|Rediff India Abroad Home | All the sections|
Race for PIO varsity warms up
George Iype in Kochi | June 16, 2006 17:08 IST
There are five states in the race for bagging the exclusive University for the People of India Origin that the Union government has promised to set up.
Even as the Overseas Indian Affairs ministry is finalising the plan, the southern states of Tamil Nadu, Kerala, Karnataka and Andhra Pradesh have already approached the government requesting that the university be located in their cities. The fifth state in the reckoning is Bihar.
Prime Minister Manmohan Singh had in January this year announced during the Pravasi Bharatiya Divas that his government was keen to establish a PIO university to meet the higher education needs of non-resident Indian students.
The university has also been mooted to connect the new generation Indians with the Diaspora population through linkages in various education fields.
Six months after the announcement of the PIO university, the ministry is finalising the modalities in consultation with various educational institutions and the University Grants Commission.
"Yes the PIO university is on the anvil. It will be located in India, and we have not decided where it will be. The plans are on full stream and there is no constraint of funds for establishing the university," Overseas Indian Affairs Minister Vayalar Ravi told rediff.com.
Karnataka wants the PIO university to be set up in Bangalore, Kerala in Thiruvananthapuram, Tamil Nadu in Chennai and Andhra Pradesh in Hyderabad. According to MOIA officials, Bihar Chief Minister Nitish Kumar met with Ravi demanding that the university be located in his state.
In January this year, the Bihar chief minister had attended the annual conclave of Pravasi Bharatiya Divas in Hyderabad for the first time, and had impressed the NRIs with his presentation on why Bihar also was the most investor-friendly state in India.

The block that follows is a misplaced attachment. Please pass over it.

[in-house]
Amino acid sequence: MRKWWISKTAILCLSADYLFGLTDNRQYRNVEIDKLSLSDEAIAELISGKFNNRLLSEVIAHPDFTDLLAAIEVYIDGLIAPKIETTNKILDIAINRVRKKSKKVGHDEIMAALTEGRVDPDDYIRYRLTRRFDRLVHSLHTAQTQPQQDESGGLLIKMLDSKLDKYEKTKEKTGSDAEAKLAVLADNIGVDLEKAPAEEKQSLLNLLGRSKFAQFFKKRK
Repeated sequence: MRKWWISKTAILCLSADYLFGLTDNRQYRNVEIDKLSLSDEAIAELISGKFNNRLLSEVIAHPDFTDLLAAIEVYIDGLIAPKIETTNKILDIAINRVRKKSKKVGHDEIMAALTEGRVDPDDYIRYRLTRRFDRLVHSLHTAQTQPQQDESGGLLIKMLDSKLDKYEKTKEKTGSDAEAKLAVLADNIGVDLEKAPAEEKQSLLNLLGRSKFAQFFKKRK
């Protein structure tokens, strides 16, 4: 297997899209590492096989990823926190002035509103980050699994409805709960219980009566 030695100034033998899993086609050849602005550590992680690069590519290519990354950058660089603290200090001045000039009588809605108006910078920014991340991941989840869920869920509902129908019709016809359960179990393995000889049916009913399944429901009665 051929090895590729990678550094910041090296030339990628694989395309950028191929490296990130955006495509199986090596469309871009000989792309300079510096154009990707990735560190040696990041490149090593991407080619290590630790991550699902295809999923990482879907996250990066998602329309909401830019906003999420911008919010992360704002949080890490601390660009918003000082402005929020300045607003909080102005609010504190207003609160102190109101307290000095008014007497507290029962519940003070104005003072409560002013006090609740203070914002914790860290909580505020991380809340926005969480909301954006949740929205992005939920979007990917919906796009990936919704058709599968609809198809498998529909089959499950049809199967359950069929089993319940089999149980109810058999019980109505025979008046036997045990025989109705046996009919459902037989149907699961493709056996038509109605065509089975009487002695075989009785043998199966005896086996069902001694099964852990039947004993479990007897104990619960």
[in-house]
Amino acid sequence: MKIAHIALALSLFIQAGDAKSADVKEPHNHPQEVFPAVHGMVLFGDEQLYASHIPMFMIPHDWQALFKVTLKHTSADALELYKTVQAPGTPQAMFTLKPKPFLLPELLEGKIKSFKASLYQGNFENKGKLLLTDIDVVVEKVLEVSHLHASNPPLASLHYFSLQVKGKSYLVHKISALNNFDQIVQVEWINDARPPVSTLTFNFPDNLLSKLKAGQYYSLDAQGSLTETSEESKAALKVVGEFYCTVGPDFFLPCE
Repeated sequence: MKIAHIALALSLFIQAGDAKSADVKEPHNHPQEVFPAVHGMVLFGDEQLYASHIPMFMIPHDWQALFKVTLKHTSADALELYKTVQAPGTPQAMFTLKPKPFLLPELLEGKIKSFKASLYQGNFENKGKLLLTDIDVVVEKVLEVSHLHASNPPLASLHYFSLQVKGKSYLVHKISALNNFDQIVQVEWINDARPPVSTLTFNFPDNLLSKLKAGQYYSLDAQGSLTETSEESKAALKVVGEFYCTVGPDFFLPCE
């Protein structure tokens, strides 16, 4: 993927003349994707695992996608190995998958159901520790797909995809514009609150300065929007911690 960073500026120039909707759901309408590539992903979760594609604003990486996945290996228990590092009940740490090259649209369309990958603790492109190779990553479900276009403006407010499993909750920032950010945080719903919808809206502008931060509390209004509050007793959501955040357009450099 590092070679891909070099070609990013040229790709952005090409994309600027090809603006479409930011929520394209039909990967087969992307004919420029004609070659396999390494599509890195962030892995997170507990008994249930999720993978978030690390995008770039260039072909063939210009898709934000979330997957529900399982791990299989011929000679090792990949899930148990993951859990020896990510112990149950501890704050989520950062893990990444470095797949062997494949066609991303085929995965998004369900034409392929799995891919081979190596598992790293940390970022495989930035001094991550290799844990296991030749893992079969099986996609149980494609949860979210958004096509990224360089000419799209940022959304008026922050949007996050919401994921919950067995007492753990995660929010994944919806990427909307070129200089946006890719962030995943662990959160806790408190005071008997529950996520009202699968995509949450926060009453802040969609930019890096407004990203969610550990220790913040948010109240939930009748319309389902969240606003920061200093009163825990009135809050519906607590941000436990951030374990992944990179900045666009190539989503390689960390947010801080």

"It is a welcome change that the Bihar government has requested the ministry to set up the PIO university in Patna," a senior MOIA official said.
He said demands from the southern states are understandable as the states have a large number of NRIs. "And places like Bangalore and Hyderabad are also trying their best to excel in the field of higher education as the cities have some of the prestigious institutions in the country," the official added.
Kerala is particularly hopeful that since the MOIA minister hails from the state, it has a fair chance of bagging the project.
Kerala seems to have done some groundwork in this regard. Early this week, the MOIA signed an agreement with the Thiruvananthapuram-based Centre for Development Studies for setting up a research unit that would be dedicated to undertaking studies in international migration.
The ministry is supporting the CDS initiative with a grant of Rs 1.47 crore for the next five years. The institute has in the past conducted a number of studies on various aspects of migration, and hopes that the proposed PIO University could be located in its campus.